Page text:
Coronavirus: Health staff were 'at risk of burnout' during February COVID-19 outbreak despite peak of just 15 active cases

A Newshub investigation has found persisting issues with our contact tracing capacity, with staff during the so-called Valentine's Day cluster at risk of burnout despite dealing with just a handful of cases.

Emergency planning documents from the February outbreak have been obtained, which show concerns were flagged about "limited resources" almost immediately. 

At the peak of the outbreak, with just 15 active community cases and 160 people to follow up within a day, the majority of staff were not working sustainable or appropriate hours. 

It's raised concerns with how we'd cope with a significant outbreak - like what Taiwan is currently experiencing, with 700 local cases over the past week.

Remember the LSG Sky Chefs worker? She and her family testing positive marked the beginning of the Valentine's Day cluster. It wasn't a big outbreak, but those tracking it struggled.

Just three days into the outbreak, as emergency teams shifted to "surge level orange", the Auckland DHB noted there were "limited resources due to vaccination and testing requirements".

"What we're seeing is modest if not mediocre performance in an orange outbreak, which is exhausting the workforce," Auckland University Professor of Medicine Des Gorman told Newshub.

"So I think there's a discrepancy between what we see and what we're being told. My recommendation is always believe what you're seeing."

Official information obtained by Newshub shows by February 19, the extra workload on Auckland Regional Public Health staff left them at "risk of burnout".

By February 23, it was noted "we cannot source staff needed for the weekend" and on the 24th there was a lack of Māori and Pasifika staff available.

The following day, there were "wellbeing concerns" for the leadership team, and on the 26th, "staff are tired, key roles are working extended hours and staff do not get the opportunity to recover".

It's important to note that at this stage, health teams were dealing with just 12 active community cases, and had a daily workload of following up with 218 people. 

Prof Gorman says it shows if we had a major outbreak tomorrow, we would not cope with it.

By March 1, with a peak of 15 active cases, and the COVID-19 team "overworked", there was concern whether they could cope with moving to surge level red if cases increased.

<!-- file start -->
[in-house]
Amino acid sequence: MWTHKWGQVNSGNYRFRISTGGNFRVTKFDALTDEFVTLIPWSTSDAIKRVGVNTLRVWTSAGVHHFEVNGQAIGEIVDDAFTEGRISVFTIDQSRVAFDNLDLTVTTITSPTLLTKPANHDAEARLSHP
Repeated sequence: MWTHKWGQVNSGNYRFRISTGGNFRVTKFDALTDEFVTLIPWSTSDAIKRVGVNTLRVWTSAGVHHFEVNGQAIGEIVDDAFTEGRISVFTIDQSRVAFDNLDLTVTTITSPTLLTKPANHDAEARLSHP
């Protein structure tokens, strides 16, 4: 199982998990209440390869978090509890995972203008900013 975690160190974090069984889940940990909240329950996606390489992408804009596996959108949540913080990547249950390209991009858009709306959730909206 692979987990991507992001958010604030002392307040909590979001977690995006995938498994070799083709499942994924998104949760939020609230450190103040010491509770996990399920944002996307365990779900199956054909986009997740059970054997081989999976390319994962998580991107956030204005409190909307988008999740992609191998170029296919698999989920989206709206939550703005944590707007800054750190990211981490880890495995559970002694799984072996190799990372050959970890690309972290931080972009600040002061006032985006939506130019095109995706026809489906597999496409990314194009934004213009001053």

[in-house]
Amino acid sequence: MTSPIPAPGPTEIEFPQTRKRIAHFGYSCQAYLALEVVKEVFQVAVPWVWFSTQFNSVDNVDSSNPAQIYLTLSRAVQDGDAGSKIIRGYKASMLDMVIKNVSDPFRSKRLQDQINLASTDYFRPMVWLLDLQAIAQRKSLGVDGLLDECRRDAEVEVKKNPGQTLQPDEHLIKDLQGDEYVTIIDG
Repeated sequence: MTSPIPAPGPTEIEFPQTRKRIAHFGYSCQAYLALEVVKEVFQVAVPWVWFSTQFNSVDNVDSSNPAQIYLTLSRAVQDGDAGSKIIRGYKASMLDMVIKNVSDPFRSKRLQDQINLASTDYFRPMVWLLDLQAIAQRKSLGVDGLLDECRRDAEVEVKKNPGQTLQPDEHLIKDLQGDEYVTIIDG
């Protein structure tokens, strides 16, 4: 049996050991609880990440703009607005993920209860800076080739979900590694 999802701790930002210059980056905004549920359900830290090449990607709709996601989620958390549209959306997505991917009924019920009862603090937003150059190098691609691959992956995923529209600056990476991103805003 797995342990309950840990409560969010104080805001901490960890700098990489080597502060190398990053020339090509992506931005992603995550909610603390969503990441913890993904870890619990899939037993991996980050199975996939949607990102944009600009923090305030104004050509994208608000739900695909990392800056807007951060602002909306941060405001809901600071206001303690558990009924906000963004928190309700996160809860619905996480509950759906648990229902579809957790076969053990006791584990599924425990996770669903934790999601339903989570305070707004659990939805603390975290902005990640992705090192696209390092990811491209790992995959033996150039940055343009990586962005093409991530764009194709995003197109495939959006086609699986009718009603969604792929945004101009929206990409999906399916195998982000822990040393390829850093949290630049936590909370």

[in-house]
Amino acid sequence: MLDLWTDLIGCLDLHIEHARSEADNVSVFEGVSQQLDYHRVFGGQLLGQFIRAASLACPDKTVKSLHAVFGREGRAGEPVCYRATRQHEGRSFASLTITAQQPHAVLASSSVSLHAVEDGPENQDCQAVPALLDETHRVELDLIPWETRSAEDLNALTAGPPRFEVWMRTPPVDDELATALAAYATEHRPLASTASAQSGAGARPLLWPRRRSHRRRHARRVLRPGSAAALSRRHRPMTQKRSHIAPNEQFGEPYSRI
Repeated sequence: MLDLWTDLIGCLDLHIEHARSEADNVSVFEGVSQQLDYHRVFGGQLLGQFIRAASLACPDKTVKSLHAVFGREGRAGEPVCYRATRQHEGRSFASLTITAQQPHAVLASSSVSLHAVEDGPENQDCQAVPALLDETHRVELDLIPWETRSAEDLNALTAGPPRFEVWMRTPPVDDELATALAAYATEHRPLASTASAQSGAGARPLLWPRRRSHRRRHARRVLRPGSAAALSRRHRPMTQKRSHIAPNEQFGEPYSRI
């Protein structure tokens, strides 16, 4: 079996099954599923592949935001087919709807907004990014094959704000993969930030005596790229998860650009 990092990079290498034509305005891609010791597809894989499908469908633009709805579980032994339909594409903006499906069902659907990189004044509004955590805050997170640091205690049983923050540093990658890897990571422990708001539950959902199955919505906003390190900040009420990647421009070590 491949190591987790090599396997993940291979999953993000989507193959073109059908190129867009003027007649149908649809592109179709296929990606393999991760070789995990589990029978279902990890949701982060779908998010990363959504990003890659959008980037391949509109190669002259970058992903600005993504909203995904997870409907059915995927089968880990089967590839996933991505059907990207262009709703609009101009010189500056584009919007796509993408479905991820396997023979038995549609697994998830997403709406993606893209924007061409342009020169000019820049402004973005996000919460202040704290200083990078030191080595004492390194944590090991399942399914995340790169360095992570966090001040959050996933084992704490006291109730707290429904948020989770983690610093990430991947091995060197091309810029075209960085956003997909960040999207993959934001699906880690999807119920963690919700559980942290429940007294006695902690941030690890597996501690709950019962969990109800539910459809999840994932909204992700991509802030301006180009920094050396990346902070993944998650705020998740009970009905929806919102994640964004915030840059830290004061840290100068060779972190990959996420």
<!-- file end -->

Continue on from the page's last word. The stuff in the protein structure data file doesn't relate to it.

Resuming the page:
But the Director of Auckland Regional Public Health, Dr William Rainger, told Newshub "we would have been able to surge to red according to our plan".

That involves using staff from around the country, and trained Auckland Council and DHB staff. 

"Staff were initially stretched," he said, but the February outbreak quickly followed cases in late January "so staff didn't get much time to recover". 

Professor Shaun Hendy, Auckland University data modeller, said he thinks this reflects "the decades of under-investment in public health that we've had for a long time here in New Zealand".

Taiwan has been a COVID-19 success story - but it's now facing its biggest outbreak yet, registering a record 335 new cases on Monday. 

Professor Shaun Hendy says if we had a big outbreak, there'd be only one option.

"If our contact tracing system can't cope, then lockdown is really our last line of defence."

He says the data shows it's difficult to maintain readiness - but just like Taiwan, he says we must remain vigilant, as another outbreak here remains possible.

COVID Response Minister Chris Hipkins told Newshub New Zealand's contact tracing system "continues to improve".

He said all the country's public health units now share resources and the February outbreak was a lot more work than the one in August.

"The total number of contacts managed during the February outbreak was more than double than during the August outbreak within less than half the amount of time."